Many companies provide their personnel access to Employee Assistance Programs (EAPs) because it makes sense to help workers overcome emotional issues that interfere with work. Domestic violence is an emotional issue that can be overcome.

Does punishment end domestic violence

There were many, many calls for more severe punishment than what he received. Several suggested that justice be administered by a vigilante. Most of the proposals were very violent and would be considered cruel and unusual punishment. A number of those posting comments even advocated for his execution, either through the courts, or by the hands of a wrathful family member.

It’s ironic that we say observing violence begets more violence, but our response to it quickly gravitates to brutality. In domestic violence, we correctly refuse to accept as appropriate a person’s response to a verbal attack by escalating it to a physical one. But, we’re perfectly willing to raise the ante and repay his or her slap with a bullet to their head?

How is responding to his violence with something even more violent any different than his escalation of whatever wrong he perceived? Be care with, “It’s different,” because that sounds exactly like justification – one of the things we demand those who commit violence to let go of.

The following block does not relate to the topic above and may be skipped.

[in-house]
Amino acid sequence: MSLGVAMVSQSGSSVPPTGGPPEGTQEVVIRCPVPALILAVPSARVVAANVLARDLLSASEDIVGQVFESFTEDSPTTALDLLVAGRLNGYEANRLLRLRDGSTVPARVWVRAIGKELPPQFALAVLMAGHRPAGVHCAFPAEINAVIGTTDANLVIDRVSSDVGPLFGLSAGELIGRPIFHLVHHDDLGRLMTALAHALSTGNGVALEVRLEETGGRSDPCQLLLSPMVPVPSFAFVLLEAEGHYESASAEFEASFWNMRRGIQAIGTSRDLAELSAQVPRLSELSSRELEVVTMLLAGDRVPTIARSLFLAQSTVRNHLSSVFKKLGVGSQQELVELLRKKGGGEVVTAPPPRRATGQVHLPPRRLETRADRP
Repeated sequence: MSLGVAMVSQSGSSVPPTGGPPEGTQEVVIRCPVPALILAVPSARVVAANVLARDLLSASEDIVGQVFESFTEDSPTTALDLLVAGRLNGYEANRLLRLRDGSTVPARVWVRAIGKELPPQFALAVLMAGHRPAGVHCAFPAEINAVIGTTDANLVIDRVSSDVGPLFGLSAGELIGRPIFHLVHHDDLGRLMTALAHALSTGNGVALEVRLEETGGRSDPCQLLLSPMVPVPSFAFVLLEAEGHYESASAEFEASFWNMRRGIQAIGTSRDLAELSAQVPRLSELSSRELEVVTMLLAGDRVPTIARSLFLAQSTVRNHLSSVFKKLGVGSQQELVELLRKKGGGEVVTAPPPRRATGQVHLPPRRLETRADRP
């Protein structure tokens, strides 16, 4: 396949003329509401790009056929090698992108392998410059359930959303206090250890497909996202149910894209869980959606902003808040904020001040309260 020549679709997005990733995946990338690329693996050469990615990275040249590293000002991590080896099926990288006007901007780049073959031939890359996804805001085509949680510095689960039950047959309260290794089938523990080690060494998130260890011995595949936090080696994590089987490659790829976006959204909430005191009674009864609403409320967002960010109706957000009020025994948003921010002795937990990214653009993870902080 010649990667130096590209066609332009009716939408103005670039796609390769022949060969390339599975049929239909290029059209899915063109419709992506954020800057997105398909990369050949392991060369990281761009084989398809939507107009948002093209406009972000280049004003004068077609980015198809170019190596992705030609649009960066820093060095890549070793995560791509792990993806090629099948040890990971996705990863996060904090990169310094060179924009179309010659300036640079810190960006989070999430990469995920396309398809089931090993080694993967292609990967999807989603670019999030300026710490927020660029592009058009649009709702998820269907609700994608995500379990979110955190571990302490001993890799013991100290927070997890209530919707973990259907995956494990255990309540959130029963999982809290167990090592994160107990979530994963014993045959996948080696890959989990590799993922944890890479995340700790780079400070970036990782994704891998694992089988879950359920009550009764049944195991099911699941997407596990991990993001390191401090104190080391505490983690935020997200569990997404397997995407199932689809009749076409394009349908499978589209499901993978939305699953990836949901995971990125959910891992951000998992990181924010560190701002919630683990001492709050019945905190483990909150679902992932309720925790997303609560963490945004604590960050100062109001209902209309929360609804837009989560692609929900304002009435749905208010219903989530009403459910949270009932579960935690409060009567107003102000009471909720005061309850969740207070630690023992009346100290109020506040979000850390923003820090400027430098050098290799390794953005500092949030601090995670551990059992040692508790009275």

We erroneously believe that legal sanctions are a crime deterrent. Fear of getting caught is supposed to somehow stop us from acting. This may be true for pre-meditated crimes, like planning an armed robbery. But it is not true for crimes borne from uncontrolled emotional responses, like almost all domestic violence offenses.

Studies show that a little incarceration time for those who commit this act is motivation to learn what caused the behavior and not re-offend. We mistakenly think, however, that more time in the slammer, or unpleasant enough treatment while there, will cure the criminal of future offenses. In reality, it layers on resentment and social disconnection that makes recidivism more likely.